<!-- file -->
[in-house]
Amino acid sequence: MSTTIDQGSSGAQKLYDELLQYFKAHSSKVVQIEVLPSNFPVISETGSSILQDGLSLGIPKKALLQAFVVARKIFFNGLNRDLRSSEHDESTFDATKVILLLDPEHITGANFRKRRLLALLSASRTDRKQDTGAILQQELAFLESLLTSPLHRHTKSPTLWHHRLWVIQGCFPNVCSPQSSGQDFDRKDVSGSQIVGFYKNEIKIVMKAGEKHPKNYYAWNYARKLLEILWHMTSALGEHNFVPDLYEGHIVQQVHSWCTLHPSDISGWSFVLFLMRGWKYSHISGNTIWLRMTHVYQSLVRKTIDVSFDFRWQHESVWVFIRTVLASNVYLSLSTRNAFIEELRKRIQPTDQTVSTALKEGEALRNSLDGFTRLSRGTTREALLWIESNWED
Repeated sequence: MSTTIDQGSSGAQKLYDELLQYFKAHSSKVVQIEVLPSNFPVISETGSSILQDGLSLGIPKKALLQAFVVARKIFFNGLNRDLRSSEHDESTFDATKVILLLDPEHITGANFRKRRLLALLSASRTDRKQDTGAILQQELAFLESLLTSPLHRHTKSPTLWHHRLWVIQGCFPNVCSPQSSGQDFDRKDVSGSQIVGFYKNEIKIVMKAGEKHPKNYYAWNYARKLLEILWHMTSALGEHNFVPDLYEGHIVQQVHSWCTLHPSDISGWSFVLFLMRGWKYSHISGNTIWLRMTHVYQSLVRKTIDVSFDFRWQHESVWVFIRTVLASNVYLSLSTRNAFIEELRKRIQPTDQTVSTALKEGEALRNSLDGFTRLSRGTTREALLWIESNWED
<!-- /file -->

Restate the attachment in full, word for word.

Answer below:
[in-house]
Amino acid sequence: MSTTIDQGSSGAQKLYDELLQYFKAHSSKVVQIEVLPSNFPVISETGSSILQDGLSLGIPKKALLQAFVVARKIFFNGLNRDLRSSEHDESTFDATKVILLLDPEHITGANFRKRRLLALLSASRTDRKQDTGAILQQELAFLESLLTSPLHRHTKSPTLWHHRLWVIQGCFPNVCSPQSSGQDFDRKDVSGSQIVGFYKNEIKIVMKAGEKHPKNYYAWNYARKLLEILWHMTSALGEHNFVPDLYEGHIVQQVHSWCTLHPSDISGWSFVLFLMRGWKYSHISGNTIWLRMTHVYQSLVRKTIDVSFDFRWQHESVWVFIRTVLASNVYLSLSTRNAFIEELRKRIQPTDQTVSTALKEGEALRNSLDGFTRLSRGTTREALLWIESNWED
Repeated sequence: MSTTIDQGSSGAQKLYDELLQYFKAHSSKVVQIEVLPSNFPVISETGSSILQDGLSLGIPKKALLQAFVVARKIFFNGLNRDLRSSEHDESTFDATKVILLLDPEHITGANFRKRRLLALLSASRTDRKQDTGAILQQELAFLESLLTSPLHRHTKSPTLWHHRLWVIQGCFPNVCSPQSSGQDFDRKDVSGSQIVGFYKNEIKIVMKAGEKHPKNYYAWNYARKLLEILWHMTSALGEHNFVPDLYEGHIVQQVHSWCTLHPSDISGWSFVLFLMRGWKYSHISGNTIWLRMTHVYQSLVRKTIDVSFDFRWQHESVWVFIRTVLASNVYLSLSTRNAFIEELRKRIQPTDQTVSTALKEGEALRNSLDGFTRLSRGTTREALLWIESNWED